After the game, the Bombers opened the infield gates and let kids out on the field, then killed the lights for 20 minutes of fireworks ending with a suitably chaotic and booming grand finale.

At least for last night - as the man said, standing in front of the 3rd-base side dugout -

2

I am waiting right now to go to a AAA level game between the local Reno Aces (Diamondbacks affiliate) and the Sacramento Rivercats (Giants affiliate). Nothing like a ballgame on a summer's eve. The sights and sounds are so relaxing.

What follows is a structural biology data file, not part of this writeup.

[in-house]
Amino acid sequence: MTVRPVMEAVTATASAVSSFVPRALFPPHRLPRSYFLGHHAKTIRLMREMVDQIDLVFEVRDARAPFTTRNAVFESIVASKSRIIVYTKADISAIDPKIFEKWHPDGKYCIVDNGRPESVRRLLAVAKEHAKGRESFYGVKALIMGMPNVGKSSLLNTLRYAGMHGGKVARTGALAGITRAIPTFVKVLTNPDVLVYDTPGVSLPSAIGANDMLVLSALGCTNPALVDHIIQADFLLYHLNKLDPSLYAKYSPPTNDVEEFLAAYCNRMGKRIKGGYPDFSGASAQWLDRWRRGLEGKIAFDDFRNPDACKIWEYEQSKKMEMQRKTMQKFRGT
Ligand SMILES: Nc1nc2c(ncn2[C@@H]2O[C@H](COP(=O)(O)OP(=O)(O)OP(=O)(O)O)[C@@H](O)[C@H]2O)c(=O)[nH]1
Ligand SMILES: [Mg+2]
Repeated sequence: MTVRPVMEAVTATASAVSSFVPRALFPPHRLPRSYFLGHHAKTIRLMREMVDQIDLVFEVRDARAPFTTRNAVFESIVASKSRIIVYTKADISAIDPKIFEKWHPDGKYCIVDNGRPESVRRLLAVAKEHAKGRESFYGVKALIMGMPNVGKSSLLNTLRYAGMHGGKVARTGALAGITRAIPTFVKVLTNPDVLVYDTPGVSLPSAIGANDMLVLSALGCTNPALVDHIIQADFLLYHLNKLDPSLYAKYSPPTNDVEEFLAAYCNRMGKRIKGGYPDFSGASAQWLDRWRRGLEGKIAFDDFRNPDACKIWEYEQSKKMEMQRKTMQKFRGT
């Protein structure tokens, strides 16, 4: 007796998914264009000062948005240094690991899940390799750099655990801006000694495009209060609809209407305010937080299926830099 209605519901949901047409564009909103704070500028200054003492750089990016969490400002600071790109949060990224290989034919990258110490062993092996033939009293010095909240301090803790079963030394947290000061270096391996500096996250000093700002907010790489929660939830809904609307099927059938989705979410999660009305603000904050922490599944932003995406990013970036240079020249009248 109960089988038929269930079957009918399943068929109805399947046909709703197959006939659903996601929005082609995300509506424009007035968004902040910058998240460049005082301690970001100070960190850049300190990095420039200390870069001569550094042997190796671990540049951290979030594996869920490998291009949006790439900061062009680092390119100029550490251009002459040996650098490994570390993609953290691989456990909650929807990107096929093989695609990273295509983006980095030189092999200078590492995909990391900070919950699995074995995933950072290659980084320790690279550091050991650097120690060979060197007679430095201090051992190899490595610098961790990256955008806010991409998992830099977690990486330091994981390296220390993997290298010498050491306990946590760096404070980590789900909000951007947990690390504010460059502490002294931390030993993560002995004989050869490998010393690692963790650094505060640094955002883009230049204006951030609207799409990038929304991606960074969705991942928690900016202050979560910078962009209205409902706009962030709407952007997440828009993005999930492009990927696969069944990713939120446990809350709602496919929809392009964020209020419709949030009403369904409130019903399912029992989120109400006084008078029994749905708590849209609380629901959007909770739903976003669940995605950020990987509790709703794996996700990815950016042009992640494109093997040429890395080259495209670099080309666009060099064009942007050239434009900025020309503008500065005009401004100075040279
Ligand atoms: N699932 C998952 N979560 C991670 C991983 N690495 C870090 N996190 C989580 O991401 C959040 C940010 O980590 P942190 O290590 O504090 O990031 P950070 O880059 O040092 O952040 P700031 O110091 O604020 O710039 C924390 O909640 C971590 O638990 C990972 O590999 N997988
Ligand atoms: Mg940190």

3

Got good seats for our AA team’s game next Saturday. I’m looking forward to it - archrival Tulsa in town, local beer on tap and fireworks after the game. That said, I’d love to spend some time in a venue like League Stadium - most of those places are memories now.

4

Nice write-up, Tim. Makes me wish I had been there.

5

What a way to spend an evening, eh Tim?

7

It's pretty good. It was 20° too hot, but otherwise perfect.

8

Under the lights and twilight desert sky.

9

That's the way to see a baseball game. That's how it was before it got expensive. This brought back memories of being a kid.

10

Tim, respectfully, with reference to your statement:

"....and the heat indexing at over 100 perfectly humid degrees."